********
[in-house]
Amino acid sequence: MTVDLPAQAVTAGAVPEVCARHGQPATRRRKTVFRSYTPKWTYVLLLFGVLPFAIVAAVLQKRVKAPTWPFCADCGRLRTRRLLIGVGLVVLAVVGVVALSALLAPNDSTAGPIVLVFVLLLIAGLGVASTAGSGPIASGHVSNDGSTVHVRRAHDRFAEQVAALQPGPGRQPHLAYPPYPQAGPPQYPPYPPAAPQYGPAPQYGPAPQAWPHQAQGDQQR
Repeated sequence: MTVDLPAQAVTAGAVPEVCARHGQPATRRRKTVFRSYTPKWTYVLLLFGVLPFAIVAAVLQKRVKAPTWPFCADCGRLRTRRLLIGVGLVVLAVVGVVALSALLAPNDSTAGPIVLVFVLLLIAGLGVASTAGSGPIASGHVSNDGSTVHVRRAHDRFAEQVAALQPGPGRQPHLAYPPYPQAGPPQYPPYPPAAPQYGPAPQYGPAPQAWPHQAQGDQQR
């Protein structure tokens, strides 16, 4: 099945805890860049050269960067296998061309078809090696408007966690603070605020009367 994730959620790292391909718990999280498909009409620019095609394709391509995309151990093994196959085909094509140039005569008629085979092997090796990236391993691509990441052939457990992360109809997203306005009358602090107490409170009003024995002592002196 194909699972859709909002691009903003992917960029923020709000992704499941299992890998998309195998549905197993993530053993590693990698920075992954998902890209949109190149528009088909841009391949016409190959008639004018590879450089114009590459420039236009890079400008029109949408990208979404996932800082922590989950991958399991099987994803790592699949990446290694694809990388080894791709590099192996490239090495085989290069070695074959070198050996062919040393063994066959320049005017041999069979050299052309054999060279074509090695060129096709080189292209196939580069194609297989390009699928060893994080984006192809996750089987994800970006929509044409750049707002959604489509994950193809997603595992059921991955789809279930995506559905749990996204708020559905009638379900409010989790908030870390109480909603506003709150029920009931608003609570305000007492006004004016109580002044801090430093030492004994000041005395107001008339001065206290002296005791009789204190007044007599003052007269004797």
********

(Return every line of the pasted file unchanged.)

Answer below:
[in-house]
Amino acid sequence: MTVDLPAQAVTAGAVPEVCARHGQPATRRRKTVFRSYTPKWTYVLLLFGVLPFAIVAAVLQKRVKAPTWPFCADCGRLRTRRLLIGVGLVVLAVVGVVALSALLAPNDSTAGPIVLVFVLLLIAGLGVASTAGSGPIASGHVSNDGSTVHVRRAHDRFAEQVAALQPGPGRQPHLAYPPYPQAGPPQYPPYPPAAPQYGPAPQYGPAPQAWPHQAQGDQQR
Repeated sequence: MTVDLPAQAVTAGAVPEVCARHGQPATRRRKTVFRSYTPKWTYVLLLFGVLPFAIVAAVLQKRVKAPTWPFCADCGRLRTRRLLIGVGLVVLAVVGVVALSALLAPNDSTAGPIVLVFVLLLIAGLGVASTAGSGPIASGHVSNDGSTVHVRRAHDRFAEQVAALQPGPGRQPHLAYPPYPQAGPPQYPPYPPAAPQYGPAPQYGPAPQAWPHQAQGDQQR
């Protein structure tokens, strides 16, 4: 099945805890860049050269960067296998061309078809090696408007966690603070605020009367 994730959620790292391909718990999280498909009409620019095609394709391509995309151990093994196959085909094509140039005569008629085979092997090796990236391993691509990441052939457990992360109809997203306005009358602090107490409170009003024995002592002196 194909699972859709909002691009903003992917960029923020709000992704499941299992890998998309195998549905197993993530053993590693990698920075992954998902890209949109190149528009088909841009391949016409190959008639004018590879450089114009590459420039236009890079400008029109949408990208979404996932800082922590989950991958399991099987994803790592699949990446290694694809990388080894791709590099192996490239090495085989290069070695074959070198050996062919040393063994066959320049005017041999069979050299052309054999060279074509090695060129096709080189292209196939580069194609297989390009699928060893994080984006192809996750089987994800970006929509044409750049707002959604489509994950193809997603595992059921991955789809279930995506559905749990996204708020559905009638379900409010989790908030870390109480909603506003709150029920009931608003609570305000007492006004004016109580002044801090430093030492004994000041005395107001008339001065206290002296005791009789204190007044007599003052007269004797």